Tribal youth opts for canoe during fourth-grade lesson

08.12.2011 Dean Rhodes Culture, People, Education

Tribal member David Lewis's interest in and excitement about Tribal culture has been passed down to his 10-year-old son, Saghaley, who just finished fourth grade and also is a member of the Tribe.

You might call it historical success, the flip side of historical trauma.

When the boy's fourth-grade class at Swegle Elementary in Salem was making models of Oregon Trail-type wagons, "We encouraged him to make a canoe instead," said Lewis, who is manager of the Tribe's Cultural Resources Department.

Saghaley liked the idea right away.

This story played out just as the Willamette Heritage Center at the Mill canoe exhibit was ending its run in May.

"He looked at the exhibit as a way to learn more about the canoes," David said. "He took some pictures and then we created a small canoe for him and he painted it.

"At first, his teacher said, 'We don't want him to look different,' but we said, 'This is inappropriate for him as an Indian. Why not do something more appropriate for his culture?'

"He's presenting a different story of history and culture to his class. Everybody's of one mind with pioneers and wagons; Natives used canoes. Why can't we (as Natives) feature that history? In public education today, there is not enough emphasis on Native culture."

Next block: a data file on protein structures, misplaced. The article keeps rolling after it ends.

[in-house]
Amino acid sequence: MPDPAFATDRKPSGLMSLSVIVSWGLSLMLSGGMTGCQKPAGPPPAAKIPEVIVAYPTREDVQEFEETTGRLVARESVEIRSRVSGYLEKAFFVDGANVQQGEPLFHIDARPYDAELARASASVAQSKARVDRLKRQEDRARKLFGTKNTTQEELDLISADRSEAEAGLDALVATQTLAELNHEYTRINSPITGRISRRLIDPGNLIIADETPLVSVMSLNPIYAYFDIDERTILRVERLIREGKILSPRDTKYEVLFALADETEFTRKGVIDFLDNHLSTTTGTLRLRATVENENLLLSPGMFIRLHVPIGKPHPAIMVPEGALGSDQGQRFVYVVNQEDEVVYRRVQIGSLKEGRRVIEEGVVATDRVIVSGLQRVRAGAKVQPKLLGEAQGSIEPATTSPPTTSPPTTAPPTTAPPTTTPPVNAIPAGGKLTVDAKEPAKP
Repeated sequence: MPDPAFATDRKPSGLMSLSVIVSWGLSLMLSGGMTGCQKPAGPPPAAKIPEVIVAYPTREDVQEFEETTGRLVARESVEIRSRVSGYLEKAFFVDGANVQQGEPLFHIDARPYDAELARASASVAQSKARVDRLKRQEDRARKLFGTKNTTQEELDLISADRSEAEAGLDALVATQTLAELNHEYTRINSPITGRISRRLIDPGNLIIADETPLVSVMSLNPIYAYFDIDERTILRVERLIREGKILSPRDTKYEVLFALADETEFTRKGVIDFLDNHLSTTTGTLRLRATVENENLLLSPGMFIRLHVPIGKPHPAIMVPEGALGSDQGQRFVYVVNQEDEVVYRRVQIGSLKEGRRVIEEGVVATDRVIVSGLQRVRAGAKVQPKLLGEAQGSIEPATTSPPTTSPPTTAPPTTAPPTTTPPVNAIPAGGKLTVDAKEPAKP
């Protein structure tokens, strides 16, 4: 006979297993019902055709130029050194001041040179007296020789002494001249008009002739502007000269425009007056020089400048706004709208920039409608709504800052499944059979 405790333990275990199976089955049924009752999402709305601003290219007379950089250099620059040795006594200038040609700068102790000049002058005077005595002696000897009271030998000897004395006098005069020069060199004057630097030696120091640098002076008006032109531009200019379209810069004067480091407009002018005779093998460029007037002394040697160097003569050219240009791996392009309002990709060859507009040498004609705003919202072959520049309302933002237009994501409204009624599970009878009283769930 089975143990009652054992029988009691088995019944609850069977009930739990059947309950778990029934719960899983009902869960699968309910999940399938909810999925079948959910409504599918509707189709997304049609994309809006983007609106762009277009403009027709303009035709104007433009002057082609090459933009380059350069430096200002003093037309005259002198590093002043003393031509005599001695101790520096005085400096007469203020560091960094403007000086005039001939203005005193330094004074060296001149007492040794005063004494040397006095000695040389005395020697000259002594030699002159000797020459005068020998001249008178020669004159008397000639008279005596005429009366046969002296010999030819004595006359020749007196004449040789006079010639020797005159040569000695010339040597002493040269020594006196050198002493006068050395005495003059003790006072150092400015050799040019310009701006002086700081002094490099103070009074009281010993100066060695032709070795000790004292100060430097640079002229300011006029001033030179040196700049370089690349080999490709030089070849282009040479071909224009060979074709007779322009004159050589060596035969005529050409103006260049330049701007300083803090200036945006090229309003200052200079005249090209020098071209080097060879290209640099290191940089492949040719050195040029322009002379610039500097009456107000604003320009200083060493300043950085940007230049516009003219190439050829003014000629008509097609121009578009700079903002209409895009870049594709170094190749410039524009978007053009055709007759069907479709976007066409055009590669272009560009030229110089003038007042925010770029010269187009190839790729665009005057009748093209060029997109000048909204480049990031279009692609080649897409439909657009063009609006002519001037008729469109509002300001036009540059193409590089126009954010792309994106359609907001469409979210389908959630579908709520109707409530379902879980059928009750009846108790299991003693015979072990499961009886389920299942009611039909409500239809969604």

As a child, Lewis also attended Swegle Elementary, and noted, "Education about Oregon Indians was nonexistent in my educational experience. What I did get was the history of Native people who helped with western expansion, like Sacagawea, who served as a guide and translator for the Lewis and Clark expedition."

"So, for Oregon, for education over the past 30 years, not much has changed.

"It's an issue of historical, cultural competency for the school district itself."

Toward the end of the school year, when the day came for students to wheel around their covered wagons, Saghaley wheeled the canoe around the school.

"Saghaley's project did stand out," said Lewis, "and he was asked many questions by other students. We hope this opened up some possibilities for the students that they will explore later in their lives."

Today, the canoe sits in the Lewis living room.

"We're very proud of being a part of it," Lewis said. "There is only a small window in fourth grade for education about Tribal history, and we need to continue to push for culturally diverse and relevant education for all students."